Is CEA right for you?
Pros and Cons of Controlled Environment Agriculture
Just the other day, we posted a video showing off a brief introduction to Controlled Environment Agriculture. It got a lot of love, and so we wanted to follow it up with a bit more information for people looking to learn about the fundamentals of Controlled Environment Agriculture, as well as the pros and cons.
What is Controlled Environment Agriculture? (CEA)
Controlled Environment Agriculture can refer to any number of technologies but generally refers to growing in a greenhouse, indoors or anywhere that the growing environment can be manipulated. CEA helps farmers grow even more productively than the natural climate of their farm would allow them to otherwise. In traditional farming, a grower is entirely at the mercy of their natural environment, but using technology, farmers can have greater control, maximizing the most beneficial aspects of the environment that lead to more productive, healthier plants using less pesticides.
What are the most common components of a CEA farm?
The most common component is a greenhouse, indoors or any type of shelter that protects plants from the direct effects of weather, the elements, or pests. Other elements include artificial lighting, temperature control, supplemental CO2 and air circulation, which can include fans, or even motorized vent panels built into the greenhouse itself. In addition to manipulating the growing environment, hydroponics is ideally suited to CEA because growers have full control over the nutrients, water and pH a plant receives. In this way, hydroponics offers the most productive way to continuously grow produce.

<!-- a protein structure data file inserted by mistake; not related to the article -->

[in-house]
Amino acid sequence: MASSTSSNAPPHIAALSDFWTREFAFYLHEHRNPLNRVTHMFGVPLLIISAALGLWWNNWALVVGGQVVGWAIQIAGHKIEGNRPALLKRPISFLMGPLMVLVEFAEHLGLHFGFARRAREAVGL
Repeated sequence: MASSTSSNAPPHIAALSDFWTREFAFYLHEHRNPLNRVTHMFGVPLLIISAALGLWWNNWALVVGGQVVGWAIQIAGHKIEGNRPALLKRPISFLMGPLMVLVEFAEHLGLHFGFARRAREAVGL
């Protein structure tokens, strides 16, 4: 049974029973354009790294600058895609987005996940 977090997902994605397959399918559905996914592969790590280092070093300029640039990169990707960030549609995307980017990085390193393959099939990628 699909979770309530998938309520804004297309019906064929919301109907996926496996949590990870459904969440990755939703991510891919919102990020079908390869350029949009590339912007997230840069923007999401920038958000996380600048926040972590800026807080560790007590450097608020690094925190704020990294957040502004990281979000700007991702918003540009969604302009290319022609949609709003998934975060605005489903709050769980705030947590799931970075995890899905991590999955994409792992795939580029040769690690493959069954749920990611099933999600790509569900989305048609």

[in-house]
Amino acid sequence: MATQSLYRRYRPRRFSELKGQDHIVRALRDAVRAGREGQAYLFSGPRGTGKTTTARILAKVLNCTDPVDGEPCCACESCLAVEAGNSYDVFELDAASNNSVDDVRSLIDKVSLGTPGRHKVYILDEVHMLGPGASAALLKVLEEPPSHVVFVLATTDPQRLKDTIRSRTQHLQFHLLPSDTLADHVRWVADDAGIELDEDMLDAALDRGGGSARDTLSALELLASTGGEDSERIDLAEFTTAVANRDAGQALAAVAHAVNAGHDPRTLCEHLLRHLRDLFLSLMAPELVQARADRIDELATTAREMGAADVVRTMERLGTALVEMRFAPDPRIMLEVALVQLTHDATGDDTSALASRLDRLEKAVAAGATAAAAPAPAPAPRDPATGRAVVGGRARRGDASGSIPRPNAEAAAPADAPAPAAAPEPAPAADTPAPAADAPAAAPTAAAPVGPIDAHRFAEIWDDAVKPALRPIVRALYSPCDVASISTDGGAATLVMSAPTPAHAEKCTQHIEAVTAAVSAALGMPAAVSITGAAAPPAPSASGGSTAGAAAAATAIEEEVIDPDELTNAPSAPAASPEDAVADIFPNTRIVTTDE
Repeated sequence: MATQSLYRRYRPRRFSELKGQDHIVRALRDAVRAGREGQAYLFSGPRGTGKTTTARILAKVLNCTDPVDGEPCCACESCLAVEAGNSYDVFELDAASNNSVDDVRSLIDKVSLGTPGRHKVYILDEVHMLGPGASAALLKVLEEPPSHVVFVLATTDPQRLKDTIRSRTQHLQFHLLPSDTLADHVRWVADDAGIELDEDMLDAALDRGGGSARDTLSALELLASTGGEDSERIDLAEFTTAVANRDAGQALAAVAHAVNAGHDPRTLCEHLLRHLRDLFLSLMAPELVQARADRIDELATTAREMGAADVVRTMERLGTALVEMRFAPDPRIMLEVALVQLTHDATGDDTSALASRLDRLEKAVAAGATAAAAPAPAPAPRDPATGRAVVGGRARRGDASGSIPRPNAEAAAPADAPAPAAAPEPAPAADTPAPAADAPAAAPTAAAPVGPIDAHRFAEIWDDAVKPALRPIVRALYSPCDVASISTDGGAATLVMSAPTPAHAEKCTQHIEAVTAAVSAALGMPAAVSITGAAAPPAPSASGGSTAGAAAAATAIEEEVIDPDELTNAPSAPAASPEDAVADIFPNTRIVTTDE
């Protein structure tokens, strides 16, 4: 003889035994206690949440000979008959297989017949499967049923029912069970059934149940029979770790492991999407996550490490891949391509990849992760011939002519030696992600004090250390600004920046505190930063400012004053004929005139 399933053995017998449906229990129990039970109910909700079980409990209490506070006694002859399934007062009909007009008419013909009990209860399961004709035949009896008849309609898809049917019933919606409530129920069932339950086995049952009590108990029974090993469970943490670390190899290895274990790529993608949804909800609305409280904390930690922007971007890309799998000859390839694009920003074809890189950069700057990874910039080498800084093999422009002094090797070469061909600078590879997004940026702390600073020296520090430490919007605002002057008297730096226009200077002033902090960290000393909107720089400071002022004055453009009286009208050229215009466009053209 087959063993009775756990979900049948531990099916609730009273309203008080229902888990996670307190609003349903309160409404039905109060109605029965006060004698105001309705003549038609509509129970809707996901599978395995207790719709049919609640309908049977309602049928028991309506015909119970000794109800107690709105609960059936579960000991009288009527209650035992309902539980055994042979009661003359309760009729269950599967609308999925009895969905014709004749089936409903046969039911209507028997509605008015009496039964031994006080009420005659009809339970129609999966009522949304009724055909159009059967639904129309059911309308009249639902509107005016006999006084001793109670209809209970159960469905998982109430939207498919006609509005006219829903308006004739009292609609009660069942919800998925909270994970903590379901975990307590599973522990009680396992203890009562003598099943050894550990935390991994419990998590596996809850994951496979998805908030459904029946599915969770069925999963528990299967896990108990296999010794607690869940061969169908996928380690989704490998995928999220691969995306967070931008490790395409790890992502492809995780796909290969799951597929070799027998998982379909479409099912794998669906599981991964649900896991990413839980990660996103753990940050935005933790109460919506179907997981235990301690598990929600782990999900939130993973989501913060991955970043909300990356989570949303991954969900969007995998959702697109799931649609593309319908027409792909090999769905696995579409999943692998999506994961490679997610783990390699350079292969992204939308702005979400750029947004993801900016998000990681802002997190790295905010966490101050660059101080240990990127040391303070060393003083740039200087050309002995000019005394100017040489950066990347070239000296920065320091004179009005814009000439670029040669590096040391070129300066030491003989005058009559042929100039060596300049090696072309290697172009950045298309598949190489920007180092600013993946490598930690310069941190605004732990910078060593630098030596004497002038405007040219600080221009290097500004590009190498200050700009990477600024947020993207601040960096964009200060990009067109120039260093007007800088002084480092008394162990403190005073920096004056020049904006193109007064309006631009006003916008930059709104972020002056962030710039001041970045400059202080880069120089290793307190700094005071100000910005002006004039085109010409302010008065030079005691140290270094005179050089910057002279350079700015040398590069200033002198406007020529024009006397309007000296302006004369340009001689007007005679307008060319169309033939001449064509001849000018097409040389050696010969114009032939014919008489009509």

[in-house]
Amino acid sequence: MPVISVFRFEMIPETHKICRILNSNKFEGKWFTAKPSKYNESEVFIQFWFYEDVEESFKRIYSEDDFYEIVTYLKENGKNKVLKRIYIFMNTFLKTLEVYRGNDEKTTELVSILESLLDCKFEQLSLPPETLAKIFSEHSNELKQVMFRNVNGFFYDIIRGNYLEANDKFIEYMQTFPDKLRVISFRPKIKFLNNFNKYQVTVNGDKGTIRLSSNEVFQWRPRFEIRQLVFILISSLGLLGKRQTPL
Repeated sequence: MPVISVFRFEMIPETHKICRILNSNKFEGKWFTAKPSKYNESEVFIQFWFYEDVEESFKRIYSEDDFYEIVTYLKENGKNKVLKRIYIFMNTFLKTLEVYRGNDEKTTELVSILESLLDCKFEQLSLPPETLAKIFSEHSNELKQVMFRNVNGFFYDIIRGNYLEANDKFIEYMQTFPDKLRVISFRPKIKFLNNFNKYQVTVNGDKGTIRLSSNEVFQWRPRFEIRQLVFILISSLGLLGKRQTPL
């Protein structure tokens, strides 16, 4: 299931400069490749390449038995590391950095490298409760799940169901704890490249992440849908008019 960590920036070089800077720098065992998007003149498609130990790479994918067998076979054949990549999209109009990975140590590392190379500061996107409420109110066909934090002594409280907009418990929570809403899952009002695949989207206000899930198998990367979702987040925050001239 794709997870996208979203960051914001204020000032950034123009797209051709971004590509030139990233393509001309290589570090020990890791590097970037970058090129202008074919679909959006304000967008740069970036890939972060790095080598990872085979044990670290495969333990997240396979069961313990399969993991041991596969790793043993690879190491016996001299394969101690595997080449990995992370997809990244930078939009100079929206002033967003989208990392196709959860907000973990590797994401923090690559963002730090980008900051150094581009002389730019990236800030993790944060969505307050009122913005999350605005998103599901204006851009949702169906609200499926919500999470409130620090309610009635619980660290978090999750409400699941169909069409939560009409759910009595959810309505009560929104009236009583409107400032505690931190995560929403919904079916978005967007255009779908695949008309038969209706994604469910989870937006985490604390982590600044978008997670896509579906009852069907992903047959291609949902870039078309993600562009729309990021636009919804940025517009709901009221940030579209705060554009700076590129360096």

At the most advanced end of the spectrum, as shown in our video, many farms actually have computers attached to sensors that regulate everything and make adjustments automatically.
What are the advantages of CEA?
CEA can allow farms to dial in optimum growing conditions in order to operate productively year-round, regardless of weather or seasons. Especially in automated environments, CEA can allow a farmer to maximize their time by focusing on the plants, and not manually adjusting environmental variables. This can all allow a farm to produce more crops with less loss than it would otherwise.
What are the disadvantages of CEA?
The first disadvantage is the up-front cost of all the equipment. It can be quite expensive!
The second disadvantage is that, if a Grower is not fully and actively involved in the growing operation, a CEA operation becomes dependent on all the technologies involved. If something breaks and isn’t immediately attended to, it can ruin a whole crop! We recommend always keeping actively involved in the greenhouse maintenance, growing process as well as the sales and administrative side of the business.
Be sure to keep crucial backup parts on hand, keep the greenhouse on a regular maintenance schedule and your finger on the pulse of the market.
What are some examples of places where CEA is most/least effective?
CEA is most effective in places with extreme weather, especially freezing winters and/or hot summers.
Since CEA growing can take place almost anywhere, it can be most advantageous to grow close to urban areas where traditional farming land isn’t available. This reduces the carbon footprint and increases the freshness for customers.
It is least effective in places with temperate weather year-round or plenty of land space for growing produce. For example, we have very successful hydroponic growers all over the globe – in the semi-Arctic circle as well as many growers on islands around the world such as in Caribbean.
Should I invest in CEA?
CEA is not necessarily an all-or-nothing decision, and your choices should be determined by your market, local growing conditions, as well as your ability to invest! We at AmHydro have been designing and Perhaps you just need some netting to keep pests away. Perhaps you aren’t worried about temperature, but you want extra lighting to extend your growing hours.